The Atlantic Coast – April to May 2008

The Atlantic Coast
We hit the Atlantic coast in the charming southern town of Savannah, which sits alongside the Savannah River amid Low Country swamps and mammoth live oaks dripping with Spanish moss. Steeped in tradition, Savannah’s history can be seen in its antebellum mansions, cotton warehouses and colonial public buildings.

Savannah is a fabulous city for long, leisurely strolls. The city’s main attractions are its twenty-odd squares and its grand 18th- and 19th-century southern homes and buildings. The picturesque squares are the perfect place to relax among flower gardens, shade trees, fountains, and usually, a monument to some notable person who is buried in the square. There are also many beautiful places of worship, including the country’s oldest Reform Judaism synagogue and oldest African American church.

We enjoyed discovering Savannah’s secrets, which included little entryways, courtyards, and gardens hidden behind latticed forged-iron fences and gates. On the brick-and-cobblestone waterside promenade of the Riverfront, we wandered among the succession of bars, restaurants, and shops located in converted warehouses in the old Cotton Exchange. And we enjoyed the Sidewalk Arts Festival in Forsyth Park held by the Savannah College of Art and Design (SCAD). The festival features temporary chalk artwork on sidewalks of the park by current and prospective students. It was all good until the humidity of the hot and heavy air turned our leisurely stroll into a game of cat and mouse with the raindrops.

From Savannah, we biked through the swampy lowlands area of the Atlantic Coast known as Low Country, where the land is fractured into a multitude of islands separated by marshes, tidal creeks, and pretty beaches. We stopped in Beaufort, South Carolina’s second oldest city. The small town is a gem by the sea. Although smaller than Savannah, it likewise has many beautiful and historic antebellum homes shaded by enormous moss-covered live oaks and a riverfront promenade parallel to Bay Street. Galleries, antique shops, and clothing shops fill the old buildings on Bay Street, across the street from the marina.

Beaufort is the gateway to Gullah communities, where descendents of West African slaves lived on coastal islands in relative isolation until the mid-20th century. Because of their isolation, they managed to preserve a good part of their culture, food, and language. The term “Gullah” today refers to the people, their lifestyle, religious beliefs, communal practices, art, music, and food. In this area, we saw people selling African art and sweetgrass baskets, which are traditional coiled baskets made from marsh grasses and strips of palmetto leaves.

We summoned up superhuman strength to battle the very strong headwinds that faced us for the remaining 65 miles to Charleston. Beautiful Charleston is one of America’s oldest cities – almost 300 years old. Like Savannah, it is one of the most appealing urban areas in the country. The city is meant to be walked, as its grand antebellum homes, blooming gardens, and historic churches and cemeteries are best seen from the sidewalks.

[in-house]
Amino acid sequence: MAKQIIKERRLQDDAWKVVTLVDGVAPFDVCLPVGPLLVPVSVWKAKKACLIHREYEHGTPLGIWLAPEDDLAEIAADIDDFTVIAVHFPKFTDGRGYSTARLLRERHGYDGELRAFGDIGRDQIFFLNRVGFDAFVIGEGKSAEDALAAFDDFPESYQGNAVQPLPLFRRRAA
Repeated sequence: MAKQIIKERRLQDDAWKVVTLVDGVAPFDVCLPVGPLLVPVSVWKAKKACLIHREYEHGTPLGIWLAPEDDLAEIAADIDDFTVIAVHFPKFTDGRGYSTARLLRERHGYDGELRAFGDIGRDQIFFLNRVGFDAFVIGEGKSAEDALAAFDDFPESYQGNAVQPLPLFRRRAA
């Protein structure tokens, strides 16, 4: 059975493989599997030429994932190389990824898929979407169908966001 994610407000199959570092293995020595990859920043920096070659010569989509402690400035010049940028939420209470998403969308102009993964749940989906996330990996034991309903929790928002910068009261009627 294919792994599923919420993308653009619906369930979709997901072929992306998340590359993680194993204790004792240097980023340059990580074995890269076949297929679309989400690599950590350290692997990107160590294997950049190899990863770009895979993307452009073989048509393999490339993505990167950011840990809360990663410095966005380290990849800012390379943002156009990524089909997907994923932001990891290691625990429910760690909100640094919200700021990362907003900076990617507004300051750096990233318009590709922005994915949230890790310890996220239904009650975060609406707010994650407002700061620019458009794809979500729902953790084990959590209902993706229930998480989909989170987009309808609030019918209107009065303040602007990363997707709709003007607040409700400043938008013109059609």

Its historic district, located at the southern tip of a peninsula between the Cooper and Ashley Rivers, is overflowing with quaint, bending back streets filled with colorfully painted houses. And the colorful downtown area is filled with shops, antique stores, restaurants, coffee houses, taverns, and art galleries. We browsed in the covered City Market, which is full of little stalls that sell any number of items, including the sweetgrass baskets crafted by local Gullah women.

We stayed at the marina in Mount Pleasant, an upscale residential community across the Cooper River from Charleston. Along Shem Creek in the Old Village, we watched incoming fishing boat crews clean their day’s catch, to the delight of flocks of pelicans who gathered in anticipation. Dolphins surfaced regularly in the narrow creek.

It was here that we met mom and dad and got a ride up the Atlantic coast on the boat, to arrive in Maryland in style. We had expected dad only, as mom thought she wouldn’t be coming. What a surprise it was when we saw her on the docks at the Charleston Harbor Marina! Way to go, mom!

The four of us spent two weeks traveling up the East Coast on the narrow Intracoastal Waterway and the open bays. We admired the changing architecture and stopped in the pretty waterside towns of Georgetown, Cape Fear, Wilmington, Beaufort (N.C.), and the Solomon Islands, among others. We wondered at all the different types of bridges, and Captain Dad often had to adjust his speed to coincide his arrival time with the hourly or half-hourly opening of the bridges. We were only one of many boats traveling north- or southbound on the Intracoastal Waterway. We shared the waterways with recreational boats, commercial boats, tugboats, sailboats, yachts, Navy boats, Army boats, U.S. Coast Guard boats, and police boats. We saw pelicans, herons, cormorants, eagles, deer, alligators, and a surprising number of dolphins. And we tasted the local fare, such as Low Country shrimp and grits, oysters, gumbo, and crabcakes.

By the time we reached the Chesapeake Bay in Maryland, the climate, vegetation, wildlife, architecture, accent, and food had all changed. We are now in the Northeast Corridor, only slightly more than 100 miles from the northern suburbs of Philadelphia, our final destination. We are celebrating Memorial Day Weekend with the entire family on the Chesapeake Bay in Maryland before biking the home stretch the last week of May 2008.